Wednesday, April 29, 2020

Wednesday, April 29, 2020

Dear Christ Church Family,

Did you know that, right now, there are people out there trying to determine which hymn is the greatest of all? We might wonder why they would bother except that most of us know the power of a great hymn in speaking to our spiritual lives. They have often become our favorites. Paul had some favorite hymns too, and in our epistle lesson today, he quotes one.


Wednesday, April 29, 2020                  RCL Daily Office Readings, Year 2

AM Psalm 38

PM Psalm 119:25-48
Exod. 19:16-25

Col. 1:15-23

Matt. 3:13-17

Saints Days

Catherine of Siena

Colossians 1:13-20, 21-23: A great ancient hymn, and some supplemental theology. How do we determine a great hymn from a merely good one? Well, do you have a favorite hymn or Gospel tune? Most of us do. So, what is it about your favorite hymn that makes it special to you? Perhaps it’s the music itself, or perhaps a particular phrase of music or of words that may repeat, or the totality of its message, that makes it full of meaning for you.  

Then again, maybe it’s not the marvelousness of the music or even the depth of the words, but something else altogether, such as a cherished but now distant memory that returns whenever you hear that hymn. Of course, a hymn could be a favorite just because you know most of the words and the tune is one you can sing. Whatever your reason for loving your favorite hymn, it’s your favorite and no one else’s opinion will ever dissuade you from loving it.

So, again, how do we determine a great hymn from a merely good one, or a just OK one? I tread carefully in asking this question, as none of us want our judgement questioned in this area. Nevertheless, there is a group that seeks to question all of us in our hymn judgement. They even question each other’s judgement. Last year a large and growing group of a few hundred professional musicians started having a running (singing? accompanying?) debate to determine the greatest hymn ever. The group is spread out across the country and beyond, but most are centered around the National Shrine (Roman), and the National Cathedral (Episcopal). The debate takes the form of a Hymnal Bowl, complete with March Madness style playoff charts that pit one favorite hymn against another, where everyone debates, defends, offends, then votes for the winner of each match-up. Each stage winner then advances to the next play-off slot. This continues until only one hymn is left as the victor over the hundreds of initial entries and is crowned the Greatest Hymn Ever. The fact that the Bowl play-off has been replayed several times already since it started last year shows us yet again that no one, not even this group, will let someone else’s opinion dissuade them from loving their personal favorite.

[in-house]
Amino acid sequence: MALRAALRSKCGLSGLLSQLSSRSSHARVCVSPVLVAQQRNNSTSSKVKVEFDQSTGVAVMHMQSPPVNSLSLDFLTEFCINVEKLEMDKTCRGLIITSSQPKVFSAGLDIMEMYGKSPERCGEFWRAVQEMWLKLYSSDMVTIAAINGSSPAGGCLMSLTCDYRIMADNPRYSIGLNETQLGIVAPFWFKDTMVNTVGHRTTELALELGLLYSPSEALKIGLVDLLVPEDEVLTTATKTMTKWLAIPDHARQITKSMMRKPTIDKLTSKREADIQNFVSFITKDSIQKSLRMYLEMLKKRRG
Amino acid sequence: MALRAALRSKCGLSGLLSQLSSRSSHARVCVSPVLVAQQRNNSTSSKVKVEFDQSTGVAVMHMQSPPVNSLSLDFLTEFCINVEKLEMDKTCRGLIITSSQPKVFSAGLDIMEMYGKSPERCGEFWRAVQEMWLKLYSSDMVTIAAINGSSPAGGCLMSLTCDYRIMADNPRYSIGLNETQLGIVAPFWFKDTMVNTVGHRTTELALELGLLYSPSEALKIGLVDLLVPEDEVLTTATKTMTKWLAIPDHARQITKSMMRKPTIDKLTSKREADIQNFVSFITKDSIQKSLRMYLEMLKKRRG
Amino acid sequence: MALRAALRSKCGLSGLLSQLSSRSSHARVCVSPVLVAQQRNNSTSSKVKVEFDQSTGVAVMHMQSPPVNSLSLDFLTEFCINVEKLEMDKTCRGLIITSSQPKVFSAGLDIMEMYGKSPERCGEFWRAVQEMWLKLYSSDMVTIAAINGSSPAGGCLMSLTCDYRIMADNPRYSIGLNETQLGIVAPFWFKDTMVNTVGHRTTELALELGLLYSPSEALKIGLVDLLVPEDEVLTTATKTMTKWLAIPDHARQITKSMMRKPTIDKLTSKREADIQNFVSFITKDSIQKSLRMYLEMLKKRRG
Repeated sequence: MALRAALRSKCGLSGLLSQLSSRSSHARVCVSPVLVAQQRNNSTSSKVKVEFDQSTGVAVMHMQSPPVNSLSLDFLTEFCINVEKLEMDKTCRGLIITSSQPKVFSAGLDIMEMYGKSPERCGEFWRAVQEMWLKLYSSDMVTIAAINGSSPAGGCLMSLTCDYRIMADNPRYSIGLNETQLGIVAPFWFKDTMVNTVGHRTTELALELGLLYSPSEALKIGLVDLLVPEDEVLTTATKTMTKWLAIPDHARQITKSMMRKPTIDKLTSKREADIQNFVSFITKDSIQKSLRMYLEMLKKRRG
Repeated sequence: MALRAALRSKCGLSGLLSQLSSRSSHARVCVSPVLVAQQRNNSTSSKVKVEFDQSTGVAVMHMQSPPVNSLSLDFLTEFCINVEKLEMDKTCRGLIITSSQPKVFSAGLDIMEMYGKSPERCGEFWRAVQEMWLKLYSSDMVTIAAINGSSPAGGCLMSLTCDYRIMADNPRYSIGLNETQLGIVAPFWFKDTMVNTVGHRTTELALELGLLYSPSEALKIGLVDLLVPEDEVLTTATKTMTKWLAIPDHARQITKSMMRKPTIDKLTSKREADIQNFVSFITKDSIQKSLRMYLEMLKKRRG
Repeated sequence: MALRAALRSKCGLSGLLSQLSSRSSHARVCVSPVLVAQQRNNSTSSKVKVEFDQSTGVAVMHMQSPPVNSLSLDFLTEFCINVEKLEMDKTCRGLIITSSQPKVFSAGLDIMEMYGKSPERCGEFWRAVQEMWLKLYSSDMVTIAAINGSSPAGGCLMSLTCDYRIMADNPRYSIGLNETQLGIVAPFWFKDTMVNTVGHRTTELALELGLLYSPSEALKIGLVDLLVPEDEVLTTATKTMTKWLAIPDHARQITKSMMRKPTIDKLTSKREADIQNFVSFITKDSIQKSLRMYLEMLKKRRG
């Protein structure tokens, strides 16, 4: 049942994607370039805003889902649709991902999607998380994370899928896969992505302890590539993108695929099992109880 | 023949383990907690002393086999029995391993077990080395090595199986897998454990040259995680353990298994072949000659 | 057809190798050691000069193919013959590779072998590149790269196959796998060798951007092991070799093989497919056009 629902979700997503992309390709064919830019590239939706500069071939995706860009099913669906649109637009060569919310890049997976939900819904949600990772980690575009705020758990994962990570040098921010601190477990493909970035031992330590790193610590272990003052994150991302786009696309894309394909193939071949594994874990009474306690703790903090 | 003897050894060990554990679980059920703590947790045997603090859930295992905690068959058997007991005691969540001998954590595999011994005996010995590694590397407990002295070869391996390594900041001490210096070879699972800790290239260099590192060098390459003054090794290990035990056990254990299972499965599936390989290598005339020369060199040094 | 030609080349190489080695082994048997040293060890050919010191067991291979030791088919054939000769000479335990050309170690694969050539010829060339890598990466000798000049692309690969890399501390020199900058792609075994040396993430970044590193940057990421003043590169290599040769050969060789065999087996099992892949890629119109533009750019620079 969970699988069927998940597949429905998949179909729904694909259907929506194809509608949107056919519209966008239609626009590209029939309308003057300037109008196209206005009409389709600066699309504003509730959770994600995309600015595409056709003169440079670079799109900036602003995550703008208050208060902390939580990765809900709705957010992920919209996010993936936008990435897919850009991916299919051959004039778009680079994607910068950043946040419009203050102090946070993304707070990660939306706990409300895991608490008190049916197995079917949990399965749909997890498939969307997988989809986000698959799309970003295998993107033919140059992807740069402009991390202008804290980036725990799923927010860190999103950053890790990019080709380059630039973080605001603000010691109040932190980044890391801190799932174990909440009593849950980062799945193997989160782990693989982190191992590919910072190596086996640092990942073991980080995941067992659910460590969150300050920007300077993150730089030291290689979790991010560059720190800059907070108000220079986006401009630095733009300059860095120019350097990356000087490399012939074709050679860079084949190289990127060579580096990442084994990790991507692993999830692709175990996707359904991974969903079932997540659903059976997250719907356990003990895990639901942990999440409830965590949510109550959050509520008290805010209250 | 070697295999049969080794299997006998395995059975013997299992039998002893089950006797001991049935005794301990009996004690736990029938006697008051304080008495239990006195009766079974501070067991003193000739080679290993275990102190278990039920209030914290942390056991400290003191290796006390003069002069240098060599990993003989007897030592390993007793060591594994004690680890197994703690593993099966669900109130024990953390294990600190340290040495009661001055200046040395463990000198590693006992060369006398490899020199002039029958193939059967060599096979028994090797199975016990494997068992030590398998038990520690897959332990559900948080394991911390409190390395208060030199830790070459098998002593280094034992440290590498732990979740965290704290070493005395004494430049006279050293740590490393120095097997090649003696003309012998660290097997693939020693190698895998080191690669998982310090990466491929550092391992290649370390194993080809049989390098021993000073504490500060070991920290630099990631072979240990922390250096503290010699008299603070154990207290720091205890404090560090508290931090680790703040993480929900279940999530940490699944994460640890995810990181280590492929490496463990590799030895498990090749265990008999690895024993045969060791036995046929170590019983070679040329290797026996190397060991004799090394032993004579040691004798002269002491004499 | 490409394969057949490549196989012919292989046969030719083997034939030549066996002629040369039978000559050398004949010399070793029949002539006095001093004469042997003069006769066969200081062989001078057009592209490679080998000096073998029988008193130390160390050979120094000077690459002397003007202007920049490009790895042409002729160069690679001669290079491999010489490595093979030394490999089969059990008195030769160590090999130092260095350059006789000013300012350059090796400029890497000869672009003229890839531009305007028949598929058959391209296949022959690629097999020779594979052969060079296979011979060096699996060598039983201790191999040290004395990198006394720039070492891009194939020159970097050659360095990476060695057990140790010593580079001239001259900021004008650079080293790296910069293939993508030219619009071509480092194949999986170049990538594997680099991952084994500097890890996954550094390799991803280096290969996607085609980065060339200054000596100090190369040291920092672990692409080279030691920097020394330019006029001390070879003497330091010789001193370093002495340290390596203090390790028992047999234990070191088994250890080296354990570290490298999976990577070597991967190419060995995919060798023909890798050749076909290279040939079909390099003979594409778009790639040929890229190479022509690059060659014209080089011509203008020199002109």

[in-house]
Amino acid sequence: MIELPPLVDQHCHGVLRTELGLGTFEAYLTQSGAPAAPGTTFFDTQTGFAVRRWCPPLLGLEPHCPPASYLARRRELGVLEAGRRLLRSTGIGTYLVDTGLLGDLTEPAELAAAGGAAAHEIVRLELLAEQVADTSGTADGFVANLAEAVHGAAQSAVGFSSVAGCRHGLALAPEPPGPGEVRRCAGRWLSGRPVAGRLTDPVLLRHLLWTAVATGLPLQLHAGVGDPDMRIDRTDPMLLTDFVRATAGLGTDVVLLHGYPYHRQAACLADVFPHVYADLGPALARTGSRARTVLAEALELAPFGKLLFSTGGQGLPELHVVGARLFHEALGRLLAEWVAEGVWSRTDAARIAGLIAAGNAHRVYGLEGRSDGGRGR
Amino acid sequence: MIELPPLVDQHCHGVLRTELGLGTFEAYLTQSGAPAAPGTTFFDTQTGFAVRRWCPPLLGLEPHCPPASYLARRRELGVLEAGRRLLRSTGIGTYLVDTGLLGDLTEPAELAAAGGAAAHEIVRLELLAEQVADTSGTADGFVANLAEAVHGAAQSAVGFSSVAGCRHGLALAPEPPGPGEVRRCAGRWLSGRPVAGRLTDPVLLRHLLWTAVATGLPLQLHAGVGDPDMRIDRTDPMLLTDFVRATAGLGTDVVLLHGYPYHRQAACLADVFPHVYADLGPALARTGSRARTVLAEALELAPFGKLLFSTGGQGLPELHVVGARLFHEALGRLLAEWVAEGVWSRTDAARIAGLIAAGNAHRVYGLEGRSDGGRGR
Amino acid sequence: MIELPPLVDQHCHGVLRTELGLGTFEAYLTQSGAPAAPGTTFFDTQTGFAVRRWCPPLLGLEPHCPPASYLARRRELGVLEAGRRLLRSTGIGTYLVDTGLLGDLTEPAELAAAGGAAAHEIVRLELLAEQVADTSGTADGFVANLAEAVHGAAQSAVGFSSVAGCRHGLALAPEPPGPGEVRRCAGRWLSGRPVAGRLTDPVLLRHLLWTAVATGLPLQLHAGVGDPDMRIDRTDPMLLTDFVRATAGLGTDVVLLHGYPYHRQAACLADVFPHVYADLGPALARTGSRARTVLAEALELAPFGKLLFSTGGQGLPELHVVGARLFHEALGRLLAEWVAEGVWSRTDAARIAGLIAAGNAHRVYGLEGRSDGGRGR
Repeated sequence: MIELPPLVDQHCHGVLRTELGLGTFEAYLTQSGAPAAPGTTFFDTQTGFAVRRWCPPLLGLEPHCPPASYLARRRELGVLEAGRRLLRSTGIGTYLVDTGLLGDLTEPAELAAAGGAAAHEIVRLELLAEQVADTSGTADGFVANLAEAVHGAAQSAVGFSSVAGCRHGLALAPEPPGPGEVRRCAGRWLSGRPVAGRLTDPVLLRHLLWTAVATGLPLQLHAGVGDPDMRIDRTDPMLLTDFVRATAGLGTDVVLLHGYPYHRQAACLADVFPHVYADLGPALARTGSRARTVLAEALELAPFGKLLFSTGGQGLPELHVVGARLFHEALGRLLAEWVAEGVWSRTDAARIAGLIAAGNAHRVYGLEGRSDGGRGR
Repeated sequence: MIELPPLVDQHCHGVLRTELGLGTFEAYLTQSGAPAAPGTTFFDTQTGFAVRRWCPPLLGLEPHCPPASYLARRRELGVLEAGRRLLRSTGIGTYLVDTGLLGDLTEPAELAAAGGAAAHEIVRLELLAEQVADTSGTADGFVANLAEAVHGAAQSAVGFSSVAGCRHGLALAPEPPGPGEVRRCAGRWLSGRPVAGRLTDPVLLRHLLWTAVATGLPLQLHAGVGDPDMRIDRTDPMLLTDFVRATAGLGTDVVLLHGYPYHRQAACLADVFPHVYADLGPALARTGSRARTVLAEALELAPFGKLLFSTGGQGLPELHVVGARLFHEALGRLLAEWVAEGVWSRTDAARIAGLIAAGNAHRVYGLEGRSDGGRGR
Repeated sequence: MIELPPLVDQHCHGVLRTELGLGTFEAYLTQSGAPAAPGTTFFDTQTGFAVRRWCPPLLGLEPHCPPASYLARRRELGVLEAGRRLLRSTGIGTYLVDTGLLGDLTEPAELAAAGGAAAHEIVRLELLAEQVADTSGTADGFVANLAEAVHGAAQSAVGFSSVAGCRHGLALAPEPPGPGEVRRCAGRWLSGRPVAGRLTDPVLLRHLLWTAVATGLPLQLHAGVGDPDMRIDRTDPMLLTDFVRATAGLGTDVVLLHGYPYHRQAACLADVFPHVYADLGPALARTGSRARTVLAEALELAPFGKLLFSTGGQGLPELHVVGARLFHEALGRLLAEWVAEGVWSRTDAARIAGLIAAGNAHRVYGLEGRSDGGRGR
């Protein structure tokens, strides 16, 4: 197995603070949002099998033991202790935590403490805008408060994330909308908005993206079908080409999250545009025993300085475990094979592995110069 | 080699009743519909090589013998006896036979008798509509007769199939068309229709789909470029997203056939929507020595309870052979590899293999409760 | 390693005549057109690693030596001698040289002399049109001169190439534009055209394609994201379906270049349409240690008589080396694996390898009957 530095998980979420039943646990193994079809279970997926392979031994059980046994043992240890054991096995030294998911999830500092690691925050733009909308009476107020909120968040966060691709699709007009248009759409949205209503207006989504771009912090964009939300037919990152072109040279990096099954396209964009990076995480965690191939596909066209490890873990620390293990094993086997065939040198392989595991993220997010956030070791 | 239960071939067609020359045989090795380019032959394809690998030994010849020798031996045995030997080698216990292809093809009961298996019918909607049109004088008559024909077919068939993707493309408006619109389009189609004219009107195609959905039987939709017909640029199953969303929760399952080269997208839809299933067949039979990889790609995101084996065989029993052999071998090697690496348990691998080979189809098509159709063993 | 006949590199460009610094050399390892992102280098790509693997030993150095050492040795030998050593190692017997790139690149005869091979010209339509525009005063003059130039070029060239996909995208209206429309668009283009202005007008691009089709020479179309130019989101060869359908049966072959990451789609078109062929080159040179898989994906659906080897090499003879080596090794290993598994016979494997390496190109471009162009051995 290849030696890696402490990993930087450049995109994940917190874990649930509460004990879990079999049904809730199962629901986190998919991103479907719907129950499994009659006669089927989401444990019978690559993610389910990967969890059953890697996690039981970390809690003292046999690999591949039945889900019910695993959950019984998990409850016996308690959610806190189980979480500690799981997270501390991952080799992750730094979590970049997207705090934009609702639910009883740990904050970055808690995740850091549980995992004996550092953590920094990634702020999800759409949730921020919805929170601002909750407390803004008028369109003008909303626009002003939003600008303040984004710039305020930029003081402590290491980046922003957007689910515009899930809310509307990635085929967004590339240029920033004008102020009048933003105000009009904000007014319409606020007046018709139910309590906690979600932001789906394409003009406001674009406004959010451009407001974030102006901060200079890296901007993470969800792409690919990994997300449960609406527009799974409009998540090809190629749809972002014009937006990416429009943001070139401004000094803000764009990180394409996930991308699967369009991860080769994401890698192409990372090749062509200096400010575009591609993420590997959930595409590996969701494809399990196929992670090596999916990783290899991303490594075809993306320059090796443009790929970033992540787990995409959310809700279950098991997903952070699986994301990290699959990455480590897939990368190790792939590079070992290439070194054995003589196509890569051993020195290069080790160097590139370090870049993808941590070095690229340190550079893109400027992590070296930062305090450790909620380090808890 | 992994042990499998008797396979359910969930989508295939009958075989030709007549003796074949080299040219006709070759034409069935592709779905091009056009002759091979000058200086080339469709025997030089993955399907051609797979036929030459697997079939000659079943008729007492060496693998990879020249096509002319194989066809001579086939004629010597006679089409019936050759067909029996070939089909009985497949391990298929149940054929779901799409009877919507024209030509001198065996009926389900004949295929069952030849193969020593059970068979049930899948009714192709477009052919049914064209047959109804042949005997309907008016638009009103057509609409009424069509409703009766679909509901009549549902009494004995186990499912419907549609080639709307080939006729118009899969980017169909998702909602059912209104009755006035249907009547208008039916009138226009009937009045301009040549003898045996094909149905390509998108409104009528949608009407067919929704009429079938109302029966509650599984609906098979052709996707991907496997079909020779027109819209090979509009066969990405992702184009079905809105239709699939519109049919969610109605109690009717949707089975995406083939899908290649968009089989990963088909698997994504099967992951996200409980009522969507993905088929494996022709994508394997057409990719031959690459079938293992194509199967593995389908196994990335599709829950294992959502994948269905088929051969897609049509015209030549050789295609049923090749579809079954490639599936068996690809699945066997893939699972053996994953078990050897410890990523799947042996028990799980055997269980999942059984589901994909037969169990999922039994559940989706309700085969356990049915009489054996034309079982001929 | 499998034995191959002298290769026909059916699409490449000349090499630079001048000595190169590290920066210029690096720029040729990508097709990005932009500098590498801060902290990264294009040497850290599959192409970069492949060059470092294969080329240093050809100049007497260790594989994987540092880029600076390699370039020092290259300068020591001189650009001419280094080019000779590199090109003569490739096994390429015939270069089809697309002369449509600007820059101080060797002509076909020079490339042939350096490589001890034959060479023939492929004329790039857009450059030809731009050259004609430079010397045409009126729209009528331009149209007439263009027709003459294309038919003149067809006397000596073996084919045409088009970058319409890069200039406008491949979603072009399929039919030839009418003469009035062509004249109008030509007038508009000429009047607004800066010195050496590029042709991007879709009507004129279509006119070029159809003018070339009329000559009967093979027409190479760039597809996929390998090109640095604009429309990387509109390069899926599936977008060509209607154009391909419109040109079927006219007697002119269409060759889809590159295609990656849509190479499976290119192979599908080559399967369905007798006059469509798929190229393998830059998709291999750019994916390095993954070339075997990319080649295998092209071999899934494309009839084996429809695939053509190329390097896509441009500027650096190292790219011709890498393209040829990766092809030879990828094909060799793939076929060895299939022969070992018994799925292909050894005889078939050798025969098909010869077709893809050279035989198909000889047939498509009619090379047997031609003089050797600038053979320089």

So why am I bringing all this up about hymns? Because Paul, in today’s Reading from Colossians, reminds us that the Church has had favorite hymns from its beginning. It may not be easy to see it from the English translation, but the words Paul is reciting in verses 15 through 20 are from one of the most ancient of the Church’s hymns.

Its tune is long since lost to us, and its meter and rhyme would be hard to restore, but the part we have still leaps and dances off the pages of this Scripture: its message. With enraptured joy it sings of the wondrous person of Jesus Christ: that he is the visible image of the invisible God, that he is the one through whom all things were created, that all powers and all things that are, ever were, and ever will be, are in his charge, that he is the reason all things hold together, that in him we see God, and because of him our lives are restored to God in love and peace. For Paul, what makes this hymn great is its unbridled praise of Jesus, and Jesus’ love shown to us through his Cross. This must have been a favorite hymn of Paul’s. He clearly expected that just reciting it would move the souls of the Colossians toward the restoring, healing, life-giving presence of God.  

So, back to the question: how do we determine a great from a merely good or just OK hymn? Maybe that’s the wrong question. Perhaps any favorite hymn or Gospel song has the potential to be great. If it moves our souls to Jesus and his love, that is enough to consider it great.